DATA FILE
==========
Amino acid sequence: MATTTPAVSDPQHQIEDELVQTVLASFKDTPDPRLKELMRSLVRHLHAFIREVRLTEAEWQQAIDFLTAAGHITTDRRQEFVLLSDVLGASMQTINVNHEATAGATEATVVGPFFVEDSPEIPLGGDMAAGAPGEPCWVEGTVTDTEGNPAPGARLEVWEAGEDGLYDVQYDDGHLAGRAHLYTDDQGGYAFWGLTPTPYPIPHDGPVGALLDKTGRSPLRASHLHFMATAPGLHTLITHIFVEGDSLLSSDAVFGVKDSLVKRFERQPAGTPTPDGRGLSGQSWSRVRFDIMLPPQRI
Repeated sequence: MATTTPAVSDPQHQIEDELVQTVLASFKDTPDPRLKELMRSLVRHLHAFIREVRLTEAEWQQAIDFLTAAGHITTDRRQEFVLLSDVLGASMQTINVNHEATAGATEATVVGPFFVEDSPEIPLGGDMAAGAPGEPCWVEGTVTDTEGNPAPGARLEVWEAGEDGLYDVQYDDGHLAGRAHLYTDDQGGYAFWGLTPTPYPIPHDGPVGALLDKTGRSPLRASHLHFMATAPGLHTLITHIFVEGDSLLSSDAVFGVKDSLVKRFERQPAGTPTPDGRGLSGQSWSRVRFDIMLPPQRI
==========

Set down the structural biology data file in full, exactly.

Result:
Amino acid sequence: MATTTPAVSDPQHQIEDELVQTVLASFKDTPDPRLKELMRSLVRHLHAFIREVRLTEAEWQQAIDFLTAAGHITTDRRQEFVLLSDVLGASMQTINVNHEATAGATEATVVGPFFVEDSPEIPLGGDMAAGAPGEPCWVEGTVTDTEGNPAPGARLEVWEAGEDGLYDVQYDDGHLAGRAHLYTDDQGGYAFWGLTPTPYPIPHDGPVGALLDKTGRSPLRASHLHFMATAPGLHTLITHIFVEGDSLLSSDAVFGVKDSLVKRFERQPAGTPTPDGRGLSGQSWSRVRFDIMLPPQRI
Repeated sequence: MATTTPAVSDPQHQIEDELVQTVLASFKDTPDPRLKELMRSLVRHLHAFIREVRLTEAEWQQAIDFLTAAGHITTDRRQEFVLLSDVLGASMQTINVNHEATAGATEATVVGPFFVEDSPEIPLGGDMAAGAPGEPCWVEGTVTDTEGNPAPGARLEVWEAGEDGLYDVQYDDGHLAGRAHLYTDDQGGYAFWGLTPTPYPIPHDGPVGALLDKTGRSPLRASHLHFMATAPGLHTLITHIFVEGDSLLSSDAVFGVKDSLVKRFERQPAGTPTPDGRGLSGQSWSRVRFDIMLPPQRI